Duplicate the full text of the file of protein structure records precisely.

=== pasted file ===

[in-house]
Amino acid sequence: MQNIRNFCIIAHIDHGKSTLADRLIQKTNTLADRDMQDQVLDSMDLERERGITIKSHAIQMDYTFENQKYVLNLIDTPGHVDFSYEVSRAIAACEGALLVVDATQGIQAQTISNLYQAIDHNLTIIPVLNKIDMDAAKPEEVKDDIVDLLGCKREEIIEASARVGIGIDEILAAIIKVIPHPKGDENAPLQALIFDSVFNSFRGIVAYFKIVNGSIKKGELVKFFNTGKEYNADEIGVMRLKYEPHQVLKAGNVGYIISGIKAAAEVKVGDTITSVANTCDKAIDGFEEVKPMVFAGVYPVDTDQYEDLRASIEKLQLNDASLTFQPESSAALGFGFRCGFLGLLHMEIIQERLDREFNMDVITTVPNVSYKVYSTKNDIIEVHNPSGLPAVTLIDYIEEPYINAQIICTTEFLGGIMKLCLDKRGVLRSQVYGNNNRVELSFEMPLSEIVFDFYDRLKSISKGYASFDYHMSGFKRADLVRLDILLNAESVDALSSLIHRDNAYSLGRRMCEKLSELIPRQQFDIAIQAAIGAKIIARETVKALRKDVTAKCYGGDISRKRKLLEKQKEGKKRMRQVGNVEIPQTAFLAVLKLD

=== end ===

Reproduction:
[in-house]
Amino acid sequence: MQNIRNFCIIAHIDHGKSTLADRLIQKTNTLADRDMQDQVLDSMDLERERGITIKSHAIQMDYTFENQKYVLNLIDTPGHVDFSYEVSRAIAACEGALLVVDATQGIQAQTISNLYQAIDHNLTIIPVLNKIDMDAAKPEEVKDDIVDLLGCKREEIIEASARVGIGIDEILAAIIKVIPHPKGDENAPLQALIFDSVFNSFRGIVAYFKIVNGSIKKGELVKFFNTGKEYNADEIGVMRLKYEPHQVLKAGNVGYIISGIKAAAEVKVGDTITSVANTCDKAIDGFEEVKPMVFAGVYPVDTDQYEDLRASIEKLQLNDASLTFQPESSAALGFGFRCGFLGLLHMEIIQERLDREFNMDVITTVPNVSYKVYSTKNDIIEVHNPSGLPAVTLIDYIEEPYINAQIICTTEFLGGIMKLCLDKRGVLRSQVYGNNNRVELSFEMPLSEIVFDFYDRLKSISKGYASFDYHMSGFKRADLVRLDILLNAESVDALSSLIHRDNAYSLGRRMCEKLSELIPRQQFDIAIQAAIGAKIIARETVKALRKDVTAKCYGGDISRKRKLLEKQKEGKKRMRQVGNVEIPQTAFLAVLKLD